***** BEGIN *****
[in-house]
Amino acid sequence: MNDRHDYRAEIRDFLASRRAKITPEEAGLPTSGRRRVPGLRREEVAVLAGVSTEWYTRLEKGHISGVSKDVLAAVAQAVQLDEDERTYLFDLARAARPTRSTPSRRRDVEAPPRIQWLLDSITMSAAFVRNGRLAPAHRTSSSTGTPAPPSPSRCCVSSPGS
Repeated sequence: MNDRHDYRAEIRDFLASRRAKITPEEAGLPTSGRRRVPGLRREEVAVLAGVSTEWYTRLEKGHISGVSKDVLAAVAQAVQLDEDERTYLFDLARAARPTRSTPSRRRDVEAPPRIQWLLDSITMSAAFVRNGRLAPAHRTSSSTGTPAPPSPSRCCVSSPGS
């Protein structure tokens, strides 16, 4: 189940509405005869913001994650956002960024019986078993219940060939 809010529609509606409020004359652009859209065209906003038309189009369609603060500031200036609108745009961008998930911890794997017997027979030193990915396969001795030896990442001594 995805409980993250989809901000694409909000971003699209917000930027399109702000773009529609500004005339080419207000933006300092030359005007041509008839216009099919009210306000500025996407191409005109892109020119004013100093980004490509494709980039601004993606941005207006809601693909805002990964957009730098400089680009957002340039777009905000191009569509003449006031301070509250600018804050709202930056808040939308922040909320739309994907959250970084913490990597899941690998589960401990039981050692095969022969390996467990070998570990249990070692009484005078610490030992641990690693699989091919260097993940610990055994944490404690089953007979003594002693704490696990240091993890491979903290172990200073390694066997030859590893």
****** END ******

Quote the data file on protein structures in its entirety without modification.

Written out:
[in-house]
Amino acid sequence: MNDRHDYRAEIRDFLASRRAKITPEEAGLPTSGRRRVPGLRREEVAVLAGVSTEWYTRLEKGHISGVSKDVLAAVAQAVQLDEDERTYLFDLARAARPTRSTPSRRRDVEAPPRIQWLLDSITMSAAFVRNGRLAPAHRTSSSTGTPAPPSPSRCCVSSPGS
Repeated sequence: MNDRHDYRAEIRDFLASRRAKITPEEAGLPTSGRRRVPGLRREEVAVLAGVSTEWYTRLEKGHISGVSKDVLAAVAQAVQLDEDERTYLFDLARAARPTRSTPSRRRDVEAPPRIQWLLDSITMSAAFVRNGRLAPAHRTSSSTGTPAPPSPSRCCVSSPGS
């Protein structure tokens, strides 16, 4: 189940509405005869913001994650956002960024019986078993219940060939 809010529609509606409020004359652009859209065209906003038309189009369609603060500031200036609108745009961008998930911890794997017997027979030193990915396969001795030896990442001594 995805409980993250989809901000694409909000971003699209917000930027399109702000773009529609500004005339080419207000933006300092030359005007041509008839216009099919009210306000500025996407191409005109892109020119004013100093980004490509494709980039601004993606941005207006809601693909805002990964957009730098400089680009957002340039777009905000191009569509003449006031301070509250600018804050709202930056808040939308922040909320739309994907959250970084913490990597899941690998589960401990039981050692095969022969390996467990070998570990249990070692009484005078610490030992641990690693699989091919260097993940610990055994944490404690089953007979003594002693704490696990240091993890491979903290172990200073390694066997030859590893």